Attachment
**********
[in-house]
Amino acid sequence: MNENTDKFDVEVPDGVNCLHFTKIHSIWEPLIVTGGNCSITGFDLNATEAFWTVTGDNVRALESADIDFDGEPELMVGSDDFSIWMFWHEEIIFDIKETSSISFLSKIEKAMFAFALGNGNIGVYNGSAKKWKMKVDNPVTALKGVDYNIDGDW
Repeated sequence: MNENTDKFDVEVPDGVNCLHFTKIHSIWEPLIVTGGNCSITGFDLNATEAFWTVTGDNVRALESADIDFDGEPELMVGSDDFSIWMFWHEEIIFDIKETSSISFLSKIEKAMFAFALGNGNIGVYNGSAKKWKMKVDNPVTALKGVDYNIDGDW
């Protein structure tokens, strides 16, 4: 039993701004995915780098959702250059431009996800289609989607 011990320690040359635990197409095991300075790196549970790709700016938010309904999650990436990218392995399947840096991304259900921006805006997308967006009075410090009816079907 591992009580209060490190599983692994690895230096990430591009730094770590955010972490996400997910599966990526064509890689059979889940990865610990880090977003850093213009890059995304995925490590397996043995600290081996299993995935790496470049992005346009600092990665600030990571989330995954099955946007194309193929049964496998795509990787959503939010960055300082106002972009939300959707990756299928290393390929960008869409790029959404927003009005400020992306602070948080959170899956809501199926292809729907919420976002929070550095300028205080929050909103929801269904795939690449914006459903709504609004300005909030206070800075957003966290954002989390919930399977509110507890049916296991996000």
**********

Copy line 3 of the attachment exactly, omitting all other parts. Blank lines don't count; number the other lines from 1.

Repeated sequence: MNENTDKFDVEVPDGVNCLHFTKIHSIWEPLIVTGGNCSITGFDLNATEAFWTVTGDNVRALESADIDFDGEPELMVGSDDFSIWMFWHEEIIFDIKETSSISFLSKIEKAMFAFALGNGNIGVYNGSAKKWKMKVDNPVTALKGVDYNIDGDW